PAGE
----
Xylariales » Sporocadaceae » Dilophospora

Dilophospora alopecuri

Dilophospora alopecuri (Fr.) Fr., Summa veg. Scand., Sectio Post. (Stockholm): 419 (1849)                     Fig. 1

º Sphaeria alopecuri Fr., Elench. fung. (Greifswald) 2: 90 (1828)

Index Fungorum number: IF 182994; Facesoffungi number: FoF 06234

Pathogenic on the surface of living leaves of Festuca rubra. Sexual morph: Undetermined. Asexual morph: Conidiomata 230–390 μm high × 373–599 μm diam., stromatic, varying from pycnidioid to indeterminate, subepidermal, immersed, uni- to plurilocular, dark brown to brown, glabrous. Pycnidial wall 16–35 μm consists of two layers, thick outer wall of brown textura globulosa, and inner layer of paler brown to hyaline textura prismatica. Conidiophores ascending from the inner layers lining the conidioma, or at the base and extending part way up the side walls, lightly septate and intermittently branched, frequently reduced to conidiogenous cells, hyaline, thin and smooth-walled, with percurrent proliferations, and apical periclinal thickenings. Conidia 11–15 µm × 1–2 µm (x̅ = 12.7 × 1.9 µm, n = 20), cylindrical to fusoid with an acute or blunt apex and a truncate base, straight or slightly curved, 3–4 euseptate, apical cell hyaline, other cells hyaline, smooth-walled, with or without constrictions at septa, apical appendage multiple, arising as a tubular extension of the apical cell and not separated from it by a septum, with 2–4 narrow, attenuated, flexuous, divergent branches, basal appendage tubular, single, branched, exogenous, filiform, flexuous.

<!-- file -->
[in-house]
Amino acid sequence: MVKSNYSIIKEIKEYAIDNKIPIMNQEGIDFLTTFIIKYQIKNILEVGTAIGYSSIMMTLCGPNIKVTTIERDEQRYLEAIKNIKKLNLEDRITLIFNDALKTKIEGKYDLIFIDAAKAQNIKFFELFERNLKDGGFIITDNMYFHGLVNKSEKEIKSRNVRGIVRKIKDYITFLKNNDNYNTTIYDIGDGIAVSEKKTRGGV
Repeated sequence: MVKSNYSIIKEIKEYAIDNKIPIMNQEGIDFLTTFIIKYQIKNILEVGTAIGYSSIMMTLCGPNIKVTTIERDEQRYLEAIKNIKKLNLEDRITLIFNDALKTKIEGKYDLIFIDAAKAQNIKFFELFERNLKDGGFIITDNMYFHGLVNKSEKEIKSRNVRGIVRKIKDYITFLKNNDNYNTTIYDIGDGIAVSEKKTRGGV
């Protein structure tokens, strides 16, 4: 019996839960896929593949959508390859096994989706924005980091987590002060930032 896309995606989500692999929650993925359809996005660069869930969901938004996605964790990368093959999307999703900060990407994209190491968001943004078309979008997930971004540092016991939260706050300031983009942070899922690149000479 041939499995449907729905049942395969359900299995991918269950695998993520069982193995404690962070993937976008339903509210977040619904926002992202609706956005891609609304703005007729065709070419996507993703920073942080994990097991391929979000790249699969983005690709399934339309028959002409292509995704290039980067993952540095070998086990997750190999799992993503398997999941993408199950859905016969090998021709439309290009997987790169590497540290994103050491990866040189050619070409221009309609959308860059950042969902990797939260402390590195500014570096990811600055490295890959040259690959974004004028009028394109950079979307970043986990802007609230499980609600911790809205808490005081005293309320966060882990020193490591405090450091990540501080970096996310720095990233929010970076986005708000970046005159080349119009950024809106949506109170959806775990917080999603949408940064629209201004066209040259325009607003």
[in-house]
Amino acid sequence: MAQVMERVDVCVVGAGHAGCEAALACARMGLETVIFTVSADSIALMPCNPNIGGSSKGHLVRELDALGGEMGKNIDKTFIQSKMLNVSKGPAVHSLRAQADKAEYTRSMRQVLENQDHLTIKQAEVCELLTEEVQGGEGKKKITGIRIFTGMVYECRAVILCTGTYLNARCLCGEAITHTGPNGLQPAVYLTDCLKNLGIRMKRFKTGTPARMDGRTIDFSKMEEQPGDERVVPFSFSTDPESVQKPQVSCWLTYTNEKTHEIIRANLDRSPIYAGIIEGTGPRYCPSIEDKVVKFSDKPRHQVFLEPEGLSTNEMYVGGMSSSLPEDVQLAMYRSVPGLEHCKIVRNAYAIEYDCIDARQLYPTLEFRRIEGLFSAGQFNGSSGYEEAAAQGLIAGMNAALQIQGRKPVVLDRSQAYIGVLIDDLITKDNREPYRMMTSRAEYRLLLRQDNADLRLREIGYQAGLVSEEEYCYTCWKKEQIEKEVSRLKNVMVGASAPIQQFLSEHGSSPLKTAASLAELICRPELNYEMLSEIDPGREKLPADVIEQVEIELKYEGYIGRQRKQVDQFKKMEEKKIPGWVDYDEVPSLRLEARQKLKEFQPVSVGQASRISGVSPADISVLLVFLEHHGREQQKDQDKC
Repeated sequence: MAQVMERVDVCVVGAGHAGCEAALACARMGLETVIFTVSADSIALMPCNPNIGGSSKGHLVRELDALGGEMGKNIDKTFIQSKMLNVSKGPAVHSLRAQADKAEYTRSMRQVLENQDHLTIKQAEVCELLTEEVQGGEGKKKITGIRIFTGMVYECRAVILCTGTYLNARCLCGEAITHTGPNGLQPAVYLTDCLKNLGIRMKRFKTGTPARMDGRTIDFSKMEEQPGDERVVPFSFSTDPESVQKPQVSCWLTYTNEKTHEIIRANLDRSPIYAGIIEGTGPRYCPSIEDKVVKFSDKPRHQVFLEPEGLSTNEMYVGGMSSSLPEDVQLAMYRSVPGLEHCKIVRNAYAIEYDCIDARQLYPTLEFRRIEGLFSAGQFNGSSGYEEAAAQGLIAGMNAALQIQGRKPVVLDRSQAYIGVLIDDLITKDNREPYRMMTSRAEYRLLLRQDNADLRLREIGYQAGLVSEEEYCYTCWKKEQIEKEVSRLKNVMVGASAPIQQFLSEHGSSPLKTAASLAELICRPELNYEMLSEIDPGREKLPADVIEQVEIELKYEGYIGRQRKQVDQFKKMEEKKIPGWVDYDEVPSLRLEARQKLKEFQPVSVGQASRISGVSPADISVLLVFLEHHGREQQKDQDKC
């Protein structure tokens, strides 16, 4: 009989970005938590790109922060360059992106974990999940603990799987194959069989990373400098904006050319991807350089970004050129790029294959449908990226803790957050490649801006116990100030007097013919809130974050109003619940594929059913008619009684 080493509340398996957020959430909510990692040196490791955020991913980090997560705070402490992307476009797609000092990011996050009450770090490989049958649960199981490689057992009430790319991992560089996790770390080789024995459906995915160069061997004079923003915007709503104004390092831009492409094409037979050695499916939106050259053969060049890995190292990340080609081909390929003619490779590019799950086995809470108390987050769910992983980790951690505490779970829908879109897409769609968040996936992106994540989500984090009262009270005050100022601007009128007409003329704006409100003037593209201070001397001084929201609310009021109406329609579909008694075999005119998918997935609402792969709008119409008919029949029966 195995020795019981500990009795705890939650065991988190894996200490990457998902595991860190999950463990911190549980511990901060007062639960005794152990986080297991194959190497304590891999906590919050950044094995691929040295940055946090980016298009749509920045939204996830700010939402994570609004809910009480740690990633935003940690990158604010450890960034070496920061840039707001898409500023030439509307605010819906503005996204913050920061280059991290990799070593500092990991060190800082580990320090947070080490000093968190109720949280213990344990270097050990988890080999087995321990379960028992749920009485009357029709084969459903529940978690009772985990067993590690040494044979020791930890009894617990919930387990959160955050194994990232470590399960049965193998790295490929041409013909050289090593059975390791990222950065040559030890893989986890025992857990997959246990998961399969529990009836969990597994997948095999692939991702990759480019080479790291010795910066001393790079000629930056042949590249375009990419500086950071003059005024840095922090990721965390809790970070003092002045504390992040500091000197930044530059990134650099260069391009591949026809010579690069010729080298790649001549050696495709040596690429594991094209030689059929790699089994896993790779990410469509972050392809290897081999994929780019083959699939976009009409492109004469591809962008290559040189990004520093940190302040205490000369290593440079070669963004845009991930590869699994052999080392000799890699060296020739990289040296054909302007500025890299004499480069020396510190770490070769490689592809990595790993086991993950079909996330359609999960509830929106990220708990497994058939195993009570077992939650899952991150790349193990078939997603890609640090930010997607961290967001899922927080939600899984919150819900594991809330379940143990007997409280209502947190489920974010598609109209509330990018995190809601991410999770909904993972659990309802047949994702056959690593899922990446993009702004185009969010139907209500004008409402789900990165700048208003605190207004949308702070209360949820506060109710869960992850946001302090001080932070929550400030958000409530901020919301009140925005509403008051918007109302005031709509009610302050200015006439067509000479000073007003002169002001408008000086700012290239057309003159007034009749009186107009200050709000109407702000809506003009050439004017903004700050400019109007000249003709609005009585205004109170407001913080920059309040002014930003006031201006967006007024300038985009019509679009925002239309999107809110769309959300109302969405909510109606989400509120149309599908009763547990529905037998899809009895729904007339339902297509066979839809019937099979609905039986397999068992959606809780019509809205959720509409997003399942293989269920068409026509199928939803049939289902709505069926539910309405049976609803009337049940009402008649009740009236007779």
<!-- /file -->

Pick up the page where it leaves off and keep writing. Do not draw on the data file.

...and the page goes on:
Material examined – SWEDEN, Knivsta, Uppsala County, on leaves of Festuca rubra (Poaceae), June 1876, G. Löfgren (S-F44045).

Economic significance Species of the genus Dilophosphora are plant pathogens. Dilophospora alopecuri can infect rye, wheat and other cereals (Barbetti & Riley 2006). The species relies on a nematode species of the genus Anguina to spread by their conidia, adhering to the hosts and infect plants directly leading to leaf spots and distortions (Asad et al. 2007). The mycelium can enter developing seeds making them unsuitable for cultivation (Bird 1987). Dilophospora alopecuri also has potential as a biopesticide for the management of annual rye grass toxicity (Yan & Riley 2005).